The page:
Yesterday the website had a huge boom of activity from new users (a local school had gotten wind of us and had handed out leaflets to every kid.) I had a pop up message from a new member, Ben*, that had logged in for the first time. He said that he loved the website as it was just like facebook. He also wanted me to play games with him. Since new members can't contact anyone on the website until they're verified, he could only contact me, so I accepted the game and he beat me. I'm no good at pool in real life either.

I also had another new member contact me to ask if she could be instantly verified by webcam. Now this was my first time with a live member, as my training had been done just using other members of staff, so this was it, I cleared my throat, checked my hair was looking good (not much I could have done with it anyway, it's always fuzzy from the dreadlocks!) and I pressed the button to launch the webcam. My face popped up in a box, then the box expanded to show a black screen, nothing just black! So I sent Alice* a text chat message, asking if she had turned on her webcam, she replied "w8, am doin it now, i'm 10. Then as if by magic, her little face appeared on my screen! amazing! I said hi Alice, what's your date of birth? she told me and I wrote it down, then I asked her one more question and that was it! in under 20 seconds little 10 year old Alice had been checked to make sure she was under 18 and was a real kid. I had a flash back to when I was first using the internet and all the horrible experiences I had with paedos pretending to be other kids, I came over all warm and felt really good about myself, that by me checking Alice was Alice, I had made her safer and all of the other members on the site. I know that when Ben gets verified and wants to talk to Alice, that they will both know that they are kids and feel safer.
So that was it, My first webcam with a member! I changed her status from 'restricted ' to 'unrestricted' and hey presto Alice was able to use the whole site!

I'm just glad I'm playing my small part now by making sure kids have positive experiences with the internet where they can be themselves, be creative and make new friends.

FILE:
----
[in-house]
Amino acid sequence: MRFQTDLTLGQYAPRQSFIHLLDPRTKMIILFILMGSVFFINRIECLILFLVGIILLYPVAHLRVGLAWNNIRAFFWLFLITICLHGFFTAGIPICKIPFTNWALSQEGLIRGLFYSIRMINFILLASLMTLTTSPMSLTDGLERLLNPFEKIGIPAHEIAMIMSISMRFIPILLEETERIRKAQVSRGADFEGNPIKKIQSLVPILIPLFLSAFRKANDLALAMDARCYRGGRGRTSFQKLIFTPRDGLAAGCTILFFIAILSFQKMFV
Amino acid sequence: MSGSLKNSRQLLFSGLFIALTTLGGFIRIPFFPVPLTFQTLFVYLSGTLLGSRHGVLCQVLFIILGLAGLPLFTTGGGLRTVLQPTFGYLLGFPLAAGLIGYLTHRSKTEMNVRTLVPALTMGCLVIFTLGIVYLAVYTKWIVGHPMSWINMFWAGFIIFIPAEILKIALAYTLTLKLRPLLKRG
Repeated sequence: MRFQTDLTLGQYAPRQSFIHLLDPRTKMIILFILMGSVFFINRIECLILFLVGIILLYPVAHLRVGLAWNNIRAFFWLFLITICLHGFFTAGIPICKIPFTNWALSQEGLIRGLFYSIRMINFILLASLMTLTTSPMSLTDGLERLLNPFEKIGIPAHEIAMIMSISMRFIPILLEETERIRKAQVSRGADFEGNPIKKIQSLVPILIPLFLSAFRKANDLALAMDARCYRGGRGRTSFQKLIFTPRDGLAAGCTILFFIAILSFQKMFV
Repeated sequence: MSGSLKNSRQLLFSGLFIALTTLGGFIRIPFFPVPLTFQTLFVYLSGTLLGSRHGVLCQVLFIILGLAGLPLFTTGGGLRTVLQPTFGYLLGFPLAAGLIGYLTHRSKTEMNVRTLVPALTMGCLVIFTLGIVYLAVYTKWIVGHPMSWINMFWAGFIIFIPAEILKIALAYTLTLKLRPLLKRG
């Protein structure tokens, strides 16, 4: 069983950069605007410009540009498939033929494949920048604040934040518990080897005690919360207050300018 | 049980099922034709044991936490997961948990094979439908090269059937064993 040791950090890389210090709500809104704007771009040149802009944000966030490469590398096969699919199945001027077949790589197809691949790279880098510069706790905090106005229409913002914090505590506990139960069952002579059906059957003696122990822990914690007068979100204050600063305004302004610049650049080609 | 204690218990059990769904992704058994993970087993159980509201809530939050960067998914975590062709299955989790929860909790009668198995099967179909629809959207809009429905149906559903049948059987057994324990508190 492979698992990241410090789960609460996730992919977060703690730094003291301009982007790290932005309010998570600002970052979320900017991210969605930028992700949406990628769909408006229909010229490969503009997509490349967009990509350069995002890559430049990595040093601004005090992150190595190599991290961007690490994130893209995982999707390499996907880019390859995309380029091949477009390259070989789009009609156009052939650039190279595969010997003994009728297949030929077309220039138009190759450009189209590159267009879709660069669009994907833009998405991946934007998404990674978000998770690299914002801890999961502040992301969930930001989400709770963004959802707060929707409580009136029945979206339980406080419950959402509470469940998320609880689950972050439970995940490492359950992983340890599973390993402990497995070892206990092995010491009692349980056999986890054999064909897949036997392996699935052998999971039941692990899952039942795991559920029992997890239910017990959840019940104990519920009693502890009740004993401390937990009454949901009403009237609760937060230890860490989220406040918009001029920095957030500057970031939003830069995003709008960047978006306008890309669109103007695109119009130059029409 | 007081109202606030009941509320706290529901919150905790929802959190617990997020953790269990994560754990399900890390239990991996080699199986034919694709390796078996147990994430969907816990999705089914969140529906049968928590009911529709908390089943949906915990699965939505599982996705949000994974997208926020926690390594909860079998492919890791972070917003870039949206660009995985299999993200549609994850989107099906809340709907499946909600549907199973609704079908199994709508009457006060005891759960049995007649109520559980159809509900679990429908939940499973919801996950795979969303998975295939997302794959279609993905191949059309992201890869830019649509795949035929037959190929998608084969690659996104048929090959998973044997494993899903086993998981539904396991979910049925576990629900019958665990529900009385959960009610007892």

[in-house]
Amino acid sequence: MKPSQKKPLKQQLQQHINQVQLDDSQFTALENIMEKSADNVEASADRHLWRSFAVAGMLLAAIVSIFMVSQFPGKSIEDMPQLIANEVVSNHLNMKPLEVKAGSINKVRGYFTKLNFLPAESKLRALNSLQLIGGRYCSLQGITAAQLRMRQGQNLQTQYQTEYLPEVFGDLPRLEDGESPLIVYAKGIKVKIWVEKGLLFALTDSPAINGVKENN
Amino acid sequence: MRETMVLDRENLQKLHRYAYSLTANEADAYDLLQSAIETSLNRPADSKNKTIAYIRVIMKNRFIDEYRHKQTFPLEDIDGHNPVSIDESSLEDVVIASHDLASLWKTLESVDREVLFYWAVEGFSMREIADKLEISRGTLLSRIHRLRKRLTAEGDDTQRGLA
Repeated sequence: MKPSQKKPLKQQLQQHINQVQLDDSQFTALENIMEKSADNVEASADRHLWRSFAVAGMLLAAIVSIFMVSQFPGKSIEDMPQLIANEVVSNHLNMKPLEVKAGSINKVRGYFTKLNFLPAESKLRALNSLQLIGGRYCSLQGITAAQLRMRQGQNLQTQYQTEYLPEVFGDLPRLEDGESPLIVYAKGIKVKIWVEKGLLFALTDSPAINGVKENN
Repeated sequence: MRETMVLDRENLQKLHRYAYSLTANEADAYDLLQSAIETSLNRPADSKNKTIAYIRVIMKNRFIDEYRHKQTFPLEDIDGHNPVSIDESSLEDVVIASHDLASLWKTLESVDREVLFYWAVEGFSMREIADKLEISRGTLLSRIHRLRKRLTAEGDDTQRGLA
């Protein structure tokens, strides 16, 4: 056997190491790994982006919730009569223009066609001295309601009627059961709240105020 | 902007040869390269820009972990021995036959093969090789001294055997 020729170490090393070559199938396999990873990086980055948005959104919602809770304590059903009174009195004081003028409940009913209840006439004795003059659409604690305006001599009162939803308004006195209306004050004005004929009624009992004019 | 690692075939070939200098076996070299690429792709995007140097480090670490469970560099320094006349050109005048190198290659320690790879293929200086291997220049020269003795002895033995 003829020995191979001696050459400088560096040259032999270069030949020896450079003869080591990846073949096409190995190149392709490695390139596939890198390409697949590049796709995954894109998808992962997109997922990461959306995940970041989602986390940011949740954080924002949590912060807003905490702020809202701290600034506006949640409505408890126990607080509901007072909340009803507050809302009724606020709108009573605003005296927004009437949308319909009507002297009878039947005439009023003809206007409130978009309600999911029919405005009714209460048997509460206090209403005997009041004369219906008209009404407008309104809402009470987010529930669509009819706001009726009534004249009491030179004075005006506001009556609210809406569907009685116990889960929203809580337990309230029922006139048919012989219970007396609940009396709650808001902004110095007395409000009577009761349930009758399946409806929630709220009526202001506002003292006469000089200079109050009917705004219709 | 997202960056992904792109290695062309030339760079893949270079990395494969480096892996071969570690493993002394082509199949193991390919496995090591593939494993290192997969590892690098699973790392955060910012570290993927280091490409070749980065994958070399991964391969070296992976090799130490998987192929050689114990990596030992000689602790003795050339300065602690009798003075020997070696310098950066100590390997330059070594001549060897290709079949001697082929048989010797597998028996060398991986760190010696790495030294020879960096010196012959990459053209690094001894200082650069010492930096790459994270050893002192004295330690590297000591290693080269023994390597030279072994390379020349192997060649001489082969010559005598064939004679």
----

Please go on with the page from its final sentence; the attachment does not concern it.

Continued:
Let me know if you like my blog, I'm getting back into this and want to continue writing about my experiences.


*I've made the names up to protect the identity of the innocents lol.

Monday, 31 October 2011

Lizmundo's Research Into Kids' Websites: Club Penguin

Me again! Today I've been looking into the Club Penguin site from Disney which is aimed at 6-14 year olds, although any age can join.

“Club Penguin is a snow-covered, virtual world where children play games and interact with friends in the guise of colourful penguin avatars. “ - Club Penguin Website.

The main features of the Club Penguin site are similar to that of other childrens' sites such as Moshi Monsters in the sense that users can create an avatar to walk around the virtual world and communicate with others. One of the differences I noticed with Club Penguin was that they offer a “standard safe chat” and an “ultimate safe chat”. Ultimate chat prevents users from engaging in ANY chat with other players apart from sending set phrases and emoticons to each other. As well as these two options, the site also filters messages to prevent telephone numbers & other personal info from being revealed to other players. However users can add each other to their friends lists and send private messages. I'm unsure If the private messages are filtered too but after some searching around online – apparently they are, although there has been an odd occasion when the filter system has been down and players have then gone on to swear at eachother just for the sake of it.

The only downside to these safety features are when they backfire. I found out from this page: and the comments left from young players of Club Penguin that they have worked their way around the filters, and have learnt how to create their own “games” (some with more adult themes) within Club Penguin, such as having babies with other penguins, entering “slip” (strip) clubs etc. Although these things are banned within the game, the majority of the players seem to know about these things and have also created codes to “swear” e.g. “beach” is supposed to mean b*tch and so on. Using codes like this makes it hard for the moderators to moderate the chat as players aren't technically breaking the rules.

Maybe the reason why players are creating games like this within the world is due to the filter being so strict within Club Penguin in the first place that kids feel they have to come up with other ways to feel grown up? The sad thing about this is, kids are growing up before their years and moving on from sites like Club Penguin onto older social networking sites where they don't have such strict rules (allbeit they may have to lie about their age to get on them!)

Thanks for still coming back to read my posts & please let me know if there are any websites for kids/tweens or teens you'd like me to review!

Club Penguin's playable characters